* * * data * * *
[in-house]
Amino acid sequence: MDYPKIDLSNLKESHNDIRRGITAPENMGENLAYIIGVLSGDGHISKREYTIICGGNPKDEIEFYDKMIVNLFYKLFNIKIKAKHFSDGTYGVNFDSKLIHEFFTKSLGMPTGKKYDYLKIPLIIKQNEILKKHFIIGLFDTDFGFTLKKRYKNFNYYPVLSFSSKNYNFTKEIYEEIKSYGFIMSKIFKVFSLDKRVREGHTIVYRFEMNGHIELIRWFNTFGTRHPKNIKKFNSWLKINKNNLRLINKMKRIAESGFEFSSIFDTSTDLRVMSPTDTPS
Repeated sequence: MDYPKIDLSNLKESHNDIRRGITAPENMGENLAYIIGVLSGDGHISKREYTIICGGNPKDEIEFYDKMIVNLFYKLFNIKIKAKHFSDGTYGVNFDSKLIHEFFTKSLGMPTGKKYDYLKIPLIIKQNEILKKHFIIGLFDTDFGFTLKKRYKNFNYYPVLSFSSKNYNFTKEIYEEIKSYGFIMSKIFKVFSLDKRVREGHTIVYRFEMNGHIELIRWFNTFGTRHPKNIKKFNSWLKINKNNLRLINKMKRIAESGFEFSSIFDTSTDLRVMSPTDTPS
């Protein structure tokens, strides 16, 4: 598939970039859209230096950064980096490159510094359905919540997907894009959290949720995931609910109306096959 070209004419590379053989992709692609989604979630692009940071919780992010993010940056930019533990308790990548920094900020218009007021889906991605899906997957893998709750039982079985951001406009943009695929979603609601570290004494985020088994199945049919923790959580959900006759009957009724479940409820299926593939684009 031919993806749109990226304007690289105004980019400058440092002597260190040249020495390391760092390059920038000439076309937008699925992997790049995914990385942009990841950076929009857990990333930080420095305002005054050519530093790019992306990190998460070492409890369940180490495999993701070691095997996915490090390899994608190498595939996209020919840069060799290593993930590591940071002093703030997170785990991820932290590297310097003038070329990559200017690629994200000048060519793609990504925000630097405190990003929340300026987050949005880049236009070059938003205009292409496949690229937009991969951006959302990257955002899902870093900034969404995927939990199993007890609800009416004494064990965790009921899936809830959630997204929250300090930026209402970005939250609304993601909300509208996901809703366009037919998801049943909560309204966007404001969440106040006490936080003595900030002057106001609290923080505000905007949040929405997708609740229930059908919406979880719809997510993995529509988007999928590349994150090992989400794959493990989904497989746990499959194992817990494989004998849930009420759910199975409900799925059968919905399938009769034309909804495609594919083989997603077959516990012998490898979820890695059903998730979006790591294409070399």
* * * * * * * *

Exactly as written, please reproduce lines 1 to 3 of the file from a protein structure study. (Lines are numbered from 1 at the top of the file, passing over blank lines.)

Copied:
[in-house]
Amino acid sequence: MDYPKIDLSNLKESHNDIRRGITAPENMGENLAYIIGVLSGDGHISKREYTIICGGNPKDEIEFYDKMIVNLFYKLFNIKIKAKHFSDGTYGVNFDSKLIHEFFTKSLGMPTGKKYDYLKIPLIIKQNEILKKHFIIGLFDTDFGFTLKKRYKNFNYYPVLSFSSKNYNFTKEIYEEIKSYGFIMSKIFKVFSLDKRVREGHTIVYRFEMNGHIELIRWFNTFGTRHPKNIKKFNSWLKINKNNLRLINKMKRIAESGFEFSSIFDTSTDLRVMSPTDTPS
Repeated sequence: MDYPKIDLSNLKESHNDIRRGITAPENMGENLAYIIGVLSGDGHISKREYTIICGGNPKDEIEFYDKMIVNLFYKLFNIKIKAKHFSDGTYGVNFDSKLIHEFFTKSLGMPTGKKYDYLKIPLIIKQNEILKKHFIIGLFDTDFGFTLKKRYKNFNYYPVLSFSSKNYNFTKEIYEEIKSYGFIMSKIFKVFSLDKRVREGHTIVYRFEMNGHIELIRWFNTFGTRHPKNIKKFNSWLKINKNNLRLINKMKRIAESGFEFSSIFDTSTDLRVMSPTDTPS